Concerned for someone?

If you are, you may well have said:

‘It’s my fault’; ‘I feel so helpless’; ‘I don’t know what to do’

‘I am so worried’ ‘We can’t talk anymore’ ‘I know anorexia exists, but why don’t they just eat?’ ‘Where can I find help?’

It happened to me
She’s alright, but we are in hospital with your daughter . . .’ From the moment of that phone call, I discovered more about eating disorders than I had ever wanted to know.

Our daughter was hospitalised because her potassium count was so low that her heart was in danger of failing. Thankfully, her nurse friend recognised the symptoms (loss of feeling in her neck, chest, hands and arms). Unbeknown to us, she had been throwing up constantly, but had no idea she was so ill. She didn’t really admit her behaviour to herself. That’s how eating disorders are.

So once she was pumped full of potassium and stabilised, we brought her home and tried to keep her alive. We had some help from the local NHS eating disorder unit, but soon discovered that there is no quick fix. A good friend sat with her until she was ready to talk, loved her as she was, and had her overnight to give us a break. Our church community was also enormously supportive.

Our lovely daughter took a while to recover. It was immensely hard work for her and for us. But she has done it. She had to unwind the reasons that eating disorder began, and find resolution to some of those things. She had to create a new, better relationship with food and eating. We had some helpful family therapy together. She is now married and expecting a baby. As a family, we haven’t fallen to bits. There is always hope.


These are the things we learned through that unbearable time:

  • Recovery is possible. Find out more about recovery here
  • It’s better to try and understand than shout or cry
  • Eating disorders are mean and cruel; in contrast, family and friends need to be kind and loving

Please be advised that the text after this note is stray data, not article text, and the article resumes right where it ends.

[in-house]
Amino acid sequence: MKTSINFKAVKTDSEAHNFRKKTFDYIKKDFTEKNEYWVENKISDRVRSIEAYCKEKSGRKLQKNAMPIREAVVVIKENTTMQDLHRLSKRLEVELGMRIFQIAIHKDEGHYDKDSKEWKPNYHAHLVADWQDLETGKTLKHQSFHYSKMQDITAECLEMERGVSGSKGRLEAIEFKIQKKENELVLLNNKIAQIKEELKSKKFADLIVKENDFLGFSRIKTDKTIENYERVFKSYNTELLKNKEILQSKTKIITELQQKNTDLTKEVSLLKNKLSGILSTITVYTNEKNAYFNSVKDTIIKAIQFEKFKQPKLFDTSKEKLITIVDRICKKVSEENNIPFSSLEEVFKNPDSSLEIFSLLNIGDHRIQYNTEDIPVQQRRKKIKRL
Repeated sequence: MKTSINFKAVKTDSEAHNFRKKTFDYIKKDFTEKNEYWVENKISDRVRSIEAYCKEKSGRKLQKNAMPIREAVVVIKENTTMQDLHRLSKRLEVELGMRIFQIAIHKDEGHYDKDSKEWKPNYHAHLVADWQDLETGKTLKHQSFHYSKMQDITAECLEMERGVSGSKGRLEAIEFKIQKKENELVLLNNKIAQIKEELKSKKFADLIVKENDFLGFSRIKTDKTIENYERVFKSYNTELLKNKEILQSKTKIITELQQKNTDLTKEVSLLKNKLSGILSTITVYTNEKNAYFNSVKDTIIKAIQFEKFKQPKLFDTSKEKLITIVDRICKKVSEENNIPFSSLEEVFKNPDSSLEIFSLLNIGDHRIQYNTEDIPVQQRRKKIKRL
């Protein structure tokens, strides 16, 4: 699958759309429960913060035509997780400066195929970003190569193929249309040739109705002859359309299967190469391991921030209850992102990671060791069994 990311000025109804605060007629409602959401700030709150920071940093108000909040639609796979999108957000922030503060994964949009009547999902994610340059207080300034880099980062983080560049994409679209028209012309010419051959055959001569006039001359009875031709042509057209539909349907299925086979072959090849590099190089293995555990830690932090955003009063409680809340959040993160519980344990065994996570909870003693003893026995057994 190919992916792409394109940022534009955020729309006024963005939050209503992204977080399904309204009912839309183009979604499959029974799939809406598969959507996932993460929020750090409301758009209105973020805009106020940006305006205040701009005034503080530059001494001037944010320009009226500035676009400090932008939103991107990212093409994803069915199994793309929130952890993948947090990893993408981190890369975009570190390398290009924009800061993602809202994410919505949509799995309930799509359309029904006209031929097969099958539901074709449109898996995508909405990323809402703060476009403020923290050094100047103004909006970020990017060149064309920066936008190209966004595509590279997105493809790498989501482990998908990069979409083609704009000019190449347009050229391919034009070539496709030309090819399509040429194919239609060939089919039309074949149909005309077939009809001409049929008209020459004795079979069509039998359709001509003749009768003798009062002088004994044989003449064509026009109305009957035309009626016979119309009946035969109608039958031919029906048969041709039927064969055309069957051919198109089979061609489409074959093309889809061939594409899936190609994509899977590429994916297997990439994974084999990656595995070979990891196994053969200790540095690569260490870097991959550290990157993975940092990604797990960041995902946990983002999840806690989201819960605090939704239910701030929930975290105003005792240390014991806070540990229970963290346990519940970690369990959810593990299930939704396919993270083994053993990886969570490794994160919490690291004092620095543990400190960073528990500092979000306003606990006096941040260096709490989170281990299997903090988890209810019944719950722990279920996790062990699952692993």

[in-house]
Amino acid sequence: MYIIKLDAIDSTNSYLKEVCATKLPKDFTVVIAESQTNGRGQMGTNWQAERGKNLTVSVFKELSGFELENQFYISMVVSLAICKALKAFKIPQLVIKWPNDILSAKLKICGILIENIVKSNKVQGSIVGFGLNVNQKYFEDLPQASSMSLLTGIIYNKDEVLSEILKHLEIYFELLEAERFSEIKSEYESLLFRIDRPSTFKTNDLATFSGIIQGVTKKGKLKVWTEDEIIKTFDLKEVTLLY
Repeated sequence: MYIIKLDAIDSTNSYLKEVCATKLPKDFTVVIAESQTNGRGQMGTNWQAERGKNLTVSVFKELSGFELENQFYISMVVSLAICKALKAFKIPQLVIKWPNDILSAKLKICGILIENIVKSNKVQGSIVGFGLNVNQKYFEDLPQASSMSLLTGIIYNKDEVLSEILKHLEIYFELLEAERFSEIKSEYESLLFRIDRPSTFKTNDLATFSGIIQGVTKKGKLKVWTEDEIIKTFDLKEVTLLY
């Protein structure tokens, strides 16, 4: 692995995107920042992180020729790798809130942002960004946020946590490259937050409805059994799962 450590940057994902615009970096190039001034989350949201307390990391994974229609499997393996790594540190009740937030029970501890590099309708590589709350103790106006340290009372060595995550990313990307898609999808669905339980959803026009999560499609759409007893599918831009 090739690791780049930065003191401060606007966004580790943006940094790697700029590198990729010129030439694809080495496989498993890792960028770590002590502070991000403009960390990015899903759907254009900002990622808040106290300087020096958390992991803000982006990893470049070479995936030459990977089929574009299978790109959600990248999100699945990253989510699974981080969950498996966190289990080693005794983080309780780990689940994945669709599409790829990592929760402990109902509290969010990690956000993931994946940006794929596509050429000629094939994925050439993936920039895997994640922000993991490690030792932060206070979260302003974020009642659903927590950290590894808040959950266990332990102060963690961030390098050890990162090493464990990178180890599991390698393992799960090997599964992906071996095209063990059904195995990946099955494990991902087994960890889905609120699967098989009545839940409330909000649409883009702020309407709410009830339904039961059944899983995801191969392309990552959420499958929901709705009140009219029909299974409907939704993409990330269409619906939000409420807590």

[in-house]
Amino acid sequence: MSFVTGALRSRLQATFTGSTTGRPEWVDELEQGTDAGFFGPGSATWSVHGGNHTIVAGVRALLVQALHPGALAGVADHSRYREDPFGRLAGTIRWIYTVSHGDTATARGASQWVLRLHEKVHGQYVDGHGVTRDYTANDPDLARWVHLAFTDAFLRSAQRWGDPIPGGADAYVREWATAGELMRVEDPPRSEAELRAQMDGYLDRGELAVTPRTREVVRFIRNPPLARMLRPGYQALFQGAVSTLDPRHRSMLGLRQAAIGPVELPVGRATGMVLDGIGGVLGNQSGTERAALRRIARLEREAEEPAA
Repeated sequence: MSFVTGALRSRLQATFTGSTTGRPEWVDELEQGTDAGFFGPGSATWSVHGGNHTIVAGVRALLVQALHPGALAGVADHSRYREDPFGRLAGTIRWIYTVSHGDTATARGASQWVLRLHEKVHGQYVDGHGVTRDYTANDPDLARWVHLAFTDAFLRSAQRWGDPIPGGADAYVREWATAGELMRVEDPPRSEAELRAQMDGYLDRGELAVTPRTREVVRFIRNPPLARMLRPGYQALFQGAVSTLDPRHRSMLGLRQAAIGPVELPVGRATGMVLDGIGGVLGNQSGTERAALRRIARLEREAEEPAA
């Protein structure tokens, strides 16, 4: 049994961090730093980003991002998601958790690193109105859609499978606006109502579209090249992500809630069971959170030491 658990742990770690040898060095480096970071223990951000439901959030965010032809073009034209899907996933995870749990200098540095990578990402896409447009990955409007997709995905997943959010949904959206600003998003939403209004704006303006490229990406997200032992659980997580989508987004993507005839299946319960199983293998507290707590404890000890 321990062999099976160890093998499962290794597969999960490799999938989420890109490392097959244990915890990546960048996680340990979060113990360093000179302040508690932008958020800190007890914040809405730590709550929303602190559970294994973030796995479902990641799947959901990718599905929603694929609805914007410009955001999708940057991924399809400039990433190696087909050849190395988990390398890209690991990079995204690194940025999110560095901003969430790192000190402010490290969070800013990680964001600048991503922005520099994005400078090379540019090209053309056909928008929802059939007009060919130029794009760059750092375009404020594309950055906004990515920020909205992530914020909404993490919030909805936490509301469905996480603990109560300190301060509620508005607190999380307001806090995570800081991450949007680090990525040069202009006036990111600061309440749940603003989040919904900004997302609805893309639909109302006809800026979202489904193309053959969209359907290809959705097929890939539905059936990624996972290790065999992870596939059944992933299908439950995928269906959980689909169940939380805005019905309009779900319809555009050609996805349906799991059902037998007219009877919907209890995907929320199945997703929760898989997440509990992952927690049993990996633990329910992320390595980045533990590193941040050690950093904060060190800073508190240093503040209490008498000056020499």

• Eating disorders lie all the time, so it’s important to speak the truth
  • Family and friends need help too, so value those relationships that bring restoration and take a rain check on those that drain you
  • Unconditional love and acceptance of the sufferer is vital
  • It’s not all your fault
  • Keep talking to each other
  • There is always hope
Has my family member or friend got an eating disorder?

Our page on possible signs may give you a clue. Eating disorders happen to boys and men too, and cases amongst men is actually the fastest growing statistic in the UK. Eating disorders happen to all ages as well, despite often beginning in the teenage years.

How should I react?

For some ideas, see Can I recover? and Supporting recovery

Order a copy of Do’s and Don’ts for Carers here.

Find a tastelife course

‘It’s just wonderful to have someone to be with who has been down the same path that we are now on. I’m not quite sure where we would be without the group at this point in time.’

– Parent at a tastelife course


The tastelife course was created by two mums who have been through eating disorders in their families. It has as much in it for parents, friends and family as it does for sufferers. Come with or without the person you are concerned about. Find a course here.

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